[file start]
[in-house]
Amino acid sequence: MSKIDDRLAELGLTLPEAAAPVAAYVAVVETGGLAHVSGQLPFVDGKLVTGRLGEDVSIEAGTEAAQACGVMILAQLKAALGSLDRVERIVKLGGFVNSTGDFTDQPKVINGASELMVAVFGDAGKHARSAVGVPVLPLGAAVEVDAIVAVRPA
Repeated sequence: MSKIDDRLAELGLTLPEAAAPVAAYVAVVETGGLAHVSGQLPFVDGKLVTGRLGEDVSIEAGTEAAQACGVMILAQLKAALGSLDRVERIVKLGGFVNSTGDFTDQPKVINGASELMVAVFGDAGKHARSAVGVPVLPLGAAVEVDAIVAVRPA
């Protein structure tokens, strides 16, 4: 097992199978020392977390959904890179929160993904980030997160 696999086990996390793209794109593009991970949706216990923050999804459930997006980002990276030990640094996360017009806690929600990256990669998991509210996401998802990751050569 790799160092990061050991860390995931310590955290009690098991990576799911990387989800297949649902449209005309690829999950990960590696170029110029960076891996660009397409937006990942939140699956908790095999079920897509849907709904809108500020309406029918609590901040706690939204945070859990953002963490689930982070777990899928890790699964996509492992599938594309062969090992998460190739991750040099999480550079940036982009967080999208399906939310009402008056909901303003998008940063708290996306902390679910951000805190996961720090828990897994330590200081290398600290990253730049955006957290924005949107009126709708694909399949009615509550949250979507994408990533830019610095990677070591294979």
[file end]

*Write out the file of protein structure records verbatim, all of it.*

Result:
[in-house]
Amino acid sequence: MSKIDDRLAELGLTLPEAAAPVAAYVAVVETGGLAHVSGQLPFVDGKLVTGRLGEDVSIEAGTEAAQACGVMILAQLKAALGSLDRVERIVKLGGFVNSTGDFTDQPKVINGASELMVAVFGDAGKHARSAVGVPVLPLGAAVEVDAIVAVRPA
Repeated sequence: MSKIDDRLAELGLTLPEAAAPVAAYVAVVETGGLAHVSGQLPFVDGKLVTGRLGEDVSIEAGTEAAQACGVMILAQLKAALGSLDRVERIVKLGGFVNSTGDFTDQPKVINGASELMVAVFGDAGKHARSAVGVPVLPLGAAVEVDAIVAVRPA
């Protein structure tokens, strides 16, 4: 097992199978020392977390959904890179929160993904980030997160 696999086990996390793209794109593009991970949706216990923050999804459930997006980002990276030990640094996360017009806690929600990256990669998991509210996401998802990751050569 790799160092990061050991860390995931310590955290009690098991990576799911990387989800297949649902449209005309690829999950990960590696170029110029960076891996660009397409937006990942939140699956908790095999079920897509849907709904809108500020309406029918609590901040706690939204945070859990953002963490689930982070777990899928890790699964996509492992599938594309062969090992998460190739991750040099999480550079940036982009967080999208399906939310009402008056909901303003998008940063708290996306902390679910951000805190996961720090828990897994330590200081290398600290990253730049955006957290924005949107009126709708694909399949009615509550949250979507994408990533830019610095990677070591294979």